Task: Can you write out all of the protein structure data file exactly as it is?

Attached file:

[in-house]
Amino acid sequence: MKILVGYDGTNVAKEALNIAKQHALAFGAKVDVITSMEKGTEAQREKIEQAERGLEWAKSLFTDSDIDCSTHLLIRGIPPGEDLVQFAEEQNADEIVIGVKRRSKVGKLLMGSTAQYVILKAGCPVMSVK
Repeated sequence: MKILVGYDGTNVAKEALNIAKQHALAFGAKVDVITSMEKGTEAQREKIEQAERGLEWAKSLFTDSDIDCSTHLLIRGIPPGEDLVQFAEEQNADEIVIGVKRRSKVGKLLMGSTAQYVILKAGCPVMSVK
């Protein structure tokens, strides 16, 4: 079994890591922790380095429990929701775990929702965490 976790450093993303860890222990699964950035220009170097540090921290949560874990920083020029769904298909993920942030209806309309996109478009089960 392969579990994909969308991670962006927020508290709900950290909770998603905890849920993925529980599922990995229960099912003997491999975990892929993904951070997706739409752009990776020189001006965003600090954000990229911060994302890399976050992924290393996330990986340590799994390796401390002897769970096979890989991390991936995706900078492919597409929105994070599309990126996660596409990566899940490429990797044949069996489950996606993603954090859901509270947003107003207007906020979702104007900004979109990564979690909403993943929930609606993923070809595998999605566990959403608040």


[in-house]
Amino acid sequence: MKILVGYDGTNVAKEALNIAKQHALAFGAKVDVITSMEKGTEAQREKIEQAERGLEWAKSLFTDSDIDCSTHLLIRGIPPGEDLVQFAEEQNADEIVIGVKRRSKVGKLLMGSTAQYVILKAGCPVMSVK
Repeated sequence: MKILVGYDGTNVAKEALNIAKQHALAFGAKVDVITSMEKGTEAQREKIEQAERGLEWAKSLFTDSDIDCSTHLLIRGIPPGEDLVQFAEEQNADEIVIGVKRRSKVGKLLMGSTAQYVILKAGCPVMSVK
């Protein structure tokens, strides 16, 4: 079994890591922790380095429990929701775990929702965490 976790450093993303860890222990699964950035220009170097540090921290949560874990920083020029769904298909993920942030209806309309996109478009089960 392969579990994909969308991670962006927020508290709900950290909770998603905890849920993925529980599922990995229960099912003997491999975990892929993904951070997706739409752009990776020189001006965003600090954000990229911060994302890399976050992924290393996330990986340590799994390796401390002897769970096979890989991390991936995706900078492919597409929105994070599309990126996660596409990566899940490429990797044949069996489950996606993603954090859901509270947003107003207007906020979702104007900004979109990564979690909403993943929930609606993923070809595998999605566990959403608040």